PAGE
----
Todd Monken’s abrupt departure from Southern Miss for the offensive coordinator vacancy with the Tampa Bay Buccaneers underscores college sports’ double standards held for athletes and coaches.
Monken’s NFL opportunity is well-deserved. He inherited a Southern Miss team coming off a winless 2012, and by his third season, had the Golden Eagles in the Conference USA Championship Game. I can’t begrudge Monken’s ascent up the coaching ranks, and I even admire new Tampa Bay Buccaneers head coach Dirk Koetter’s bold choice of a longtime air-raid and spread coach for an NFL offense.
The timing, however, is atrocious.
College athletes are held to various and clearly defined deadlines. The deadline to declare for this spring’s NFL draft passed Jan. 15, just last week. A football player’s college career begins with a key deadline, the first Wednesday of February. That’s national signing day, the first date on which a prospect can sign his national letter of intent, and for those unaware, that’s just one week away.
Todd Monken left Southern Miss less than two weeks removed from high schoolers and junior-college transfers signing a document that can only be broken through extenuating circumstances. Coaching contracts are broken all the time. Ironic, isn’t it?
Athletes are so beholden to deadlines, the NCAA’s decision to allow for multiple tests of the NBA waters, announced last week, was landmark.
Students can also enter NBA draft multiple times without jeopardizing eligibility & participate in combine & 1 tryout per NBA team per year.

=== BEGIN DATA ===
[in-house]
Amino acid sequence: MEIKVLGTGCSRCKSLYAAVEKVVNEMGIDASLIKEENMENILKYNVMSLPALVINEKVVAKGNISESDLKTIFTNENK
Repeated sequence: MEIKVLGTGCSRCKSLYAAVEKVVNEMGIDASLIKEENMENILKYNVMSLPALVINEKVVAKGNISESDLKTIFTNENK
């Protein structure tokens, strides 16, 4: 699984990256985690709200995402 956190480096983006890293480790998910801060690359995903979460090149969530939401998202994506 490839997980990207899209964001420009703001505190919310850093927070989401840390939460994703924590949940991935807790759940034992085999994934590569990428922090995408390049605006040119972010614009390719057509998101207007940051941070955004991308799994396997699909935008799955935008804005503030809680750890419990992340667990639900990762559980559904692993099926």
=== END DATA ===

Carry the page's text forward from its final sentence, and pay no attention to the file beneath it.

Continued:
— NCAA (@NCAA) January 13, 2016
West Virginia basketball coach Bob Huggins lamented the NCAA’s new rule.
“Sometimes we make rules that are good for individuals that aren’t good for the whole,” he said, via The Kansas City Star. “I thought we should always do what is right for the whole team.”
Huggins’ advocacy of “what is right for the whole team” speaks to the limbo in which delayed professional decisions put programs — specifically coaches tasked with recruiting.
Nevertheless, coaches can now adjust for a new deadline when mapping out their recruiting strategy. But how does a program brace itself for an abrupt coaching change without warning?
NFL’s coaching carousel typically turns at the conclusion of the regular season, which is early January. That’s about a month after the ideal job market time in college football, but it does afford an athletic department a full month before national signing day.
In the case of Southern Miss, however, it must find a replacement for Todd Monken who can begin recruiting immediately, and deliver signees in one week. How does one adjust in such a short window?
It’s a tough position in which to put a new coach, but even worse, it’s unfair to the remaining players. With as many deadlines as the NCAA has in place for its athletes, Todd Monken’s departure now stands as case-study 1-A in the need for coaching deadlines, too.
The NFL carousel is typically exactly one month out from national signing day. Move NSD back one week to the second Wednesday of February, and set a deadline one month earlier in which college coaches can no longer move. Doing so constitutes a breach of contract.
Such a rule marks one step toward holding coaches to the same standard at which athletes are held.